Holt's book on the rise and fall the Whigs has little in common with the New Political History of the 1960s and 1970s. True, he has lots of tables in the narrative and in the notes. Most of the tables are simple calculations of percentages between the parties in assembly seats won, votes cast in state and congressional contests, and preferences in presidential contests. He determines rollover and dropoff in voting. For nonvoters, he relies on the results of ecological regression. In terms of theory, he applies Morris P. Fiorina's theory of retrospective voting with a vengeance, and he approves as well of John Reynolds and Richard McCormick's theory of the rise and fall of third party challenges. But beyond this, Holt's work is almost a conscious rejection of the New Political History. It is narrative and event-driven. Indeed, in the preface Holt declares that he has come to believe in historical contingency--that individuals and circumstances in one event often deflect the normal flow of history into other channels. The path of history, in other words, is contingent upon the uniqueness of events and personalities. Moreover, this book is almost wholly on elites--it is on the political leaders. Almost left out in Holt's book is the public itself, and that is one of the work's true weaknesses. If one removed the quotes from this book, its length would barely exceed 300 pages. This is a book of quotes. And Holt takes issues seriously, the only caveat being that issues become important only under certain conditions. To see the seismic alteration in the treatment of issues, like the tariff, one need only compare Michael Holt in 1969 with Michael Holt in 1999.
Even though Holt has integrated parts of the New Political History into his work, The Rise and Fall of the American Whig Party really belongs to the grand narrative tradition. In its own way, it is a part of the "return to the narrative" that generated some excitement and comment about ten years ago. The historian that Holt's book most reminds one of is Roy Franklin Nichols in Disruption of the American Democracy (1948). And the similarity is not just sweeping political narrative; it also includes the focus on the patronage problem.
By comparing Holt's treatment of the Whigs with the original thrust of the New Political History, one finds that certain research areas have gone untouched and now cry out for investigation. Holt somewhat accidentally outlines a new research agenda for political history by his focus on patronage. The old political history looked at political leaders and assumed that the people followed; the New Political History assumed that political leaders were irrelevant and that the real questions revolved around party identification and mass voting behavior. Holt in some ways is probing into the question of the interaction between leaders and masses. He does so unsystematically and without theoretical guidance, but his impulse is to finger patronage as the key link. This should be understood: much of Holt's book is dedicated to unraveling the patronage fights of Whigs between 1846 and 1854--that is a major source of the monograph's length (and, fair to mention, tedium). At best, Holt implies that in order to be elected, politicians needed a "machine" or a group standing behind the leader who determined policy positions and public appeals. The group contacted individual voters and shepherded them to voting booths. The group acted for the politician out of expectation of reward if electoral victory was achieved--that is, places in local, state, and national governments.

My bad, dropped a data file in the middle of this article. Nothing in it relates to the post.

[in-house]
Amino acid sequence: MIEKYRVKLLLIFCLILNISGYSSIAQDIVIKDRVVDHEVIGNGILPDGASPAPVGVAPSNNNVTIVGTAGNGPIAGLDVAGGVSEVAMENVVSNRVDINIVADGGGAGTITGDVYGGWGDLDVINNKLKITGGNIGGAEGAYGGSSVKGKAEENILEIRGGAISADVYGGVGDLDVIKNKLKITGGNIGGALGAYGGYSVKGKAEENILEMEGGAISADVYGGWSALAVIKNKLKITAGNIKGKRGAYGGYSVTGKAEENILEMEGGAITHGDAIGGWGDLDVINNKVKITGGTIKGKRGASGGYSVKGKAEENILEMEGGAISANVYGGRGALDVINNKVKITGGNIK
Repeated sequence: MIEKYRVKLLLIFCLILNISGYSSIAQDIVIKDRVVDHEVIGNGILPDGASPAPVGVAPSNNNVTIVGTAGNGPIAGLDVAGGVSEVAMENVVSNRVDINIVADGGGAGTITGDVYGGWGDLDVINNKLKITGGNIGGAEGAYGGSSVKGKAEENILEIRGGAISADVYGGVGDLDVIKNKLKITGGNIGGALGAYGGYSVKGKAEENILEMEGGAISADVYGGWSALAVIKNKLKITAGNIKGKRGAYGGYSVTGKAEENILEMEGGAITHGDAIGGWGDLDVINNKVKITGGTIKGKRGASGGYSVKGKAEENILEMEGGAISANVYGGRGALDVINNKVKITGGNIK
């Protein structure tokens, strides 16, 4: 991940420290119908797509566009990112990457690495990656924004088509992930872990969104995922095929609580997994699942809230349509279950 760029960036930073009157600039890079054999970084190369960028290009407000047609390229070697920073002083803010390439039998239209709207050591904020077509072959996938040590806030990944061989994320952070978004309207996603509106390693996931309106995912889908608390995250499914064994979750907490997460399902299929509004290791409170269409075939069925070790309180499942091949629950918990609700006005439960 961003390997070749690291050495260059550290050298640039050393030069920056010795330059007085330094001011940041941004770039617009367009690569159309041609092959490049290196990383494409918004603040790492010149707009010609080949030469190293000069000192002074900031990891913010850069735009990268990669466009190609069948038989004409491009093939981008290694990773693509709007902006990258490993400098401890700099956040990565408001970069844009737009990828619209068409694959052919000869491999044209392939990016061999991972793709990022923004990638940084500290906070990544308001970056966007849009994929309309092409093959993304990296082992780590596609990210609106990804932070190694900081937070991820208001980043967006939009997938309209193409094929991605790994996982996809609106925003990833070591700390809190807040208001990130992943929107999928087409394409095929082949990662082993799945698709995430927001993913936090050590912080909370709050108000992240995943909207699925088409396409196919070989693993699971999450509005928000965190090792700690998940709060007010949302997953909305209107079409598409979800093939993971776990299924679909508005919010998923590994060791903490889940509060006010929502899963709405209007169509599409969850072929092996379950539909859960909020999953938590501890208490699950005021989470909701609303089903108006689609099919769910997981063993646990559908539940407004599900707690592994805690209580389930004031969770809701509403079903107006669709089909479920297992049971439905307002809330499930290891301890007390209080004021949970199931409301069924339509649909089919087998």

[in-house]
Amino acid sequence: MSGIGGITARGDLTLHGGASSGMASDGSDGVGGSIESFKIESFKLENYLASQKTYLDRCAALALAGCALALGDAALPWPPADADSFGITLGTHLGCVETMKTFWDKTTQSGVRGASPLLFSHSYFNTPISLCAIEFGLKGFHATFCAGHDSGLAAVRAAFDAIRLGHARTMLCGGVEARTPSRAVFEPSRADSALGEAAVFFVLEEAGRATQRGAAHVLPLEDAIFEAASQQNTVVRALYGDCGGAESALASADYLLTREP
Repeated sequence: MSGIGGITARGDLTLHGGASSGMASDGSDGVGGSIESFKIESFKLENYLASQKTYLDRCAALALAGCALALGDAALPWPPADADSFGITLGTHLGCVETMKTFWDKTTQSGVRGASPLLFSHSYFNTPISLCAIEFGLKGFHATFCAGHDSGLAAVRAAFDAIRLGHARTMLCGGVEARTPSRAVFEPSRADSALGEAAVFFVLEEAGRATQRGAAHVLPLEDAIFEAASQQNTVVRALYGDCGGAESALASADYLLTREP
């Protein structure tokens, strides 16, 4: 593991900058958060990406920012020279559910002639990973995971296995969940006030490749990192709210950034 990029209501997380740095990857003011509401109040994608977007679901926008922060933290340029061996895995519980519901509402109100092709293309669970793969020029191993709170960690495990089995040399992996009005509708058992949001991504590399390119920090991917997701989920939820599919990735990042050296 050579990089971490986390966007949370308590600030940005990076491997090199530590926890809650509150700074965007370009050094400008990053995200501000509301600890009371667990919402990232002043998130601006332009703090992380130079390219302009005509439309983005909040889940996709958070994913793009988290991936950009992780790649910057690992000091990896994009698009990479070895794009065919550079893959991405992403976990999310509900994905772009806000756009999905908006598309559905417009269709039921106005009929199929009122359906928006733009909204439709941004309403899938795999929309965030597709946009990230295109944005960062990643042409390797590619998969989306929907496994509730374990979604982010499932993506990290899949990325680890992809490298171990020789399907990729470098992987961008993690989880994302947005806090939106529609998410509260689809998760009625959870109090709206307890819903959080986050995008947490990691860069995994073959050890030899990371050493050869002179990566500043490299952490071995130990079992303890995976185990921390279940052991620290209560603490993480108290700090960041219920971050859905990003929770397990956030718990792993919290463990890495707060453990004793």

Patronage may or may not be the key in this process, but certainly the great area of mystery in American political history is the role of leadership, its relationship with the voting public, and the interaction that takes place. What sustains party activity, how individuals actually organize their districts, counties, and states is generally known. How leaders shape their constituents and are then shaped by them is unknown. The means of communication could be more thoroughly addressed. It would seem that important politicians had one common feature: they scribbled letters all day long. Letter-writing and its political importance, by itself, deserves study as a means of holding parties together. How patronage works in the party system, as a system, requires careful theoretical work. Obviously, if patronage were the vital element in party stability, then one party would always be dying. Only one party wins the power of patronage; and the other should disappear if organization men worked only to obtain the spoils of office. Along these lines, it might be mentioned that studies looking at electioneering for state assembly and state senate offices are virtually nonexistent. Holt's work therefore does point to a research agenda in political history.
More specifically, Holt's emphasis on patronage brings up one specific question. Perhaps historians need to go back and look at Abraham Lincoln and the patronage. Lincoln, alone of the presidents from Polk to Andrew Johnson, did not endure monster internal party divisions because of patronage. Perhaps Lincoln was far wiser than historians have realized when during the winter of secession he was so assiduously attendant to patronage policy and not to southern fireaters.